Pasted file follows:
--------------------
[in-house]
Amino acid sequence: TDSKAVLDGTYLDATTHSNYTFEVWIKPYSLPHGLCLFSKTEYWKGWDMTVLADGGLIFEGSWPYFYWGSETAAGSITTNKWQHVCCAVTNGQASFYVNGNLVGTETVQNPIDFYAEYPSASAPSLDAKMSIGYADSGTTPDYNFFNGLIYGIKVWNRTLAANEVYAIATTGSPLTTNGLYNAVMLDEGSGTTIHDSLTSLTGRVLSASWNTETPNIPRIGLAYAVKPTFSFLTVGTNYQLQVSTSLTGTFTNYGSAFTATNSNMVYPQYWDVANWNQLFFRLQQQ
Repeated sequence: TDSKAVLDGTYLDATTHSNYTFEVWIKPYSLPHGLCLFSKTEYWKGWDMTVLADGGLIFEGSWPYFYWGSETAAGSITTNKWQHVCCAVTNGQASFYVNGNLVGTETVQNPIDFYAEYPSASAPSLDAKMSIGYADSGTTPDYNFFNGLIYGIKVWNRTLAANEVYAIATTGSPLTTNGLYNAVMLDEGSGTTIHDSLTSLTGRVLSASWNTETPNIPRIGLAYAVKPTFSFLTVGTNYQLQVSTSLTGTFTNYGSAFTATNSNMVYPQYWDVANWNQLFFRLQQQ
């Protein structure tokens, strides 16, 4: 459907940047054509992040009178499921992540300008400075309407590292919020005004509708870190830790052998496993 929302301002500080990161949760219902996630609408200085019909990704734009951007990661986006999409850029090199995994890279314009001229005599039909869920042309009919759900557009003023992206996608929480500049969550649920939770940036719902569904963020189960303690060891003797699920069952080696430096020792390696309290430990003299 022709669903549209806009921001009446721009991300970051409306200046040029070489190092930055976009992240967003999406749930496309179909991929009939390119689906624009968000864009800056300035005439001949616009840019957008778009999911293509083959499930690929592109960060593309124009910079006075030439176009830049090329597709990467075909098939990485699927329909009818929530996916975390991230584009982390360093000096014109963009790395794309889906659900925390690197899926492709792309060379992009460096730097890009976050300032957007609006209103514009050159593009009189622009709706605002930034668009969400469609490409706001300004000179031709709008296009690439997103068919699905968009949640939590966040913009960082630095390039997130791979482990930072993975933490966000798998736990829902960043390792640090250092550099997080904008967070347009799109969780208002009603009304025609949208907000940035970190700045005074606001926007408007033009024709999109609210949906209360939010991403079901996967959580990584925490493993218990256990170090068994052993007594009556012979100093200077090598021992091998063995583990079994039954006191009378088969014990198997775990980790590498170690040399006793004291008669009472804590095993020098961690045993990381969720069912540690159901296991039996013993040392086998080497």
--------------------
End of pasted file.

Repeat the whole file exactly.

[in-house]
Amino acid sequence: TDSKAVLDGTYLDATTHSNYTFEVWIKPYSLPHGLCLFSKTEYWKGWDMTVLADGGLIFEGSWPYFYWGSETAAGSITTNKWQHVCCAVTNGQASFYVNGNLVGTETVQNPIDFYAEYPSASAPSLDAKMSIGYADSGTTPDYNFFNGLIYGIKVWNRTLAANEVYAIATTGSPLTTNGLYNAVMLDEGSGTTIHDSLTSLTGRVLSASWNTETPNIPRIGLAYAVKPTFSFLTVGTNYQLQVSTSLTGTFTNYGSAFTATNSNMVYPQYWDVANWNQLFFRLQQQ
Repeated sequence: TDSKAVLDGTYLDATTHSNYTFEVWIKPYSLPHGLCLFSKTEYWKGWDMTVLADGGLIFEGSWPYFYWGSETAAGSITTNKWQHVCCAVTNGQASFYVNGNLVGTETVQNPIDFYAEYPSASAPSLDAKMSIGYADSGTTPDYNFFNGLIYGIKVWNRTLAANEVYAIATTGSPLTTNGLYNAVMLDEGSGTTIHDSLTSLTGRVLSASWNTETPNIPRIGLAYAVKPTFSFLTVGTNYQLQVSTSLTGTFTNYGSAFTATNSNMVYPQYWDVANWNQLFFRLQQQ
């Protein structure tokens, strides 16, 4: 459907940047054509992040009178499921992540300008400075309407590292919020005004509708870190830790052998496993 929302301002500080990161949760219902996630609408200085019909990704734009951007990661986006999409850029090199995994890279314009001229005599039909869920042309009919759900557009003023992206996608929480500049969550649920939770940036719902569904963020189960303690060891003797699920069952080696430096020792390696309290430990003299 022709669903549209806009921001009446721009991300970051409306200046040029070489190092930055976009992240967003999406749930496309179909991929009939390119689906624009968000864009800056300035005439001949616009840019957008778009999911293509083959499930690929592109960060593309124009910079006075030439176009830049090329597709990467075909098939990485699927329909009818929530996916975390991230584009982390360093000096014109963009790395794309889906659900925390690197899926492709792309060379992009460096730097890009976050300032957007609006209103514009050159593009009189622009709706605002930034668009969400469609490409706001300004000179031709709008296009690439997103068919699905968009949640939590966040913009960082630095390039997130791979482990930072993975933490966000798998736990829902960043390792640090250092550099997080904008967070347009799109969780208002009603009304025609949208907000940035970190700045005074606001926007408007033009024709999109609210949906209360939010991403079901996967959580990584925490493993218990256990170090068994052993007594009556012979100093200077090598021992091998063995583990079994039954006191009378088969014990198997775990980790590498170690040399006793004291008669009472804590095993020098961690045993990381969720069912540690159901296991039996013993040392086998080497």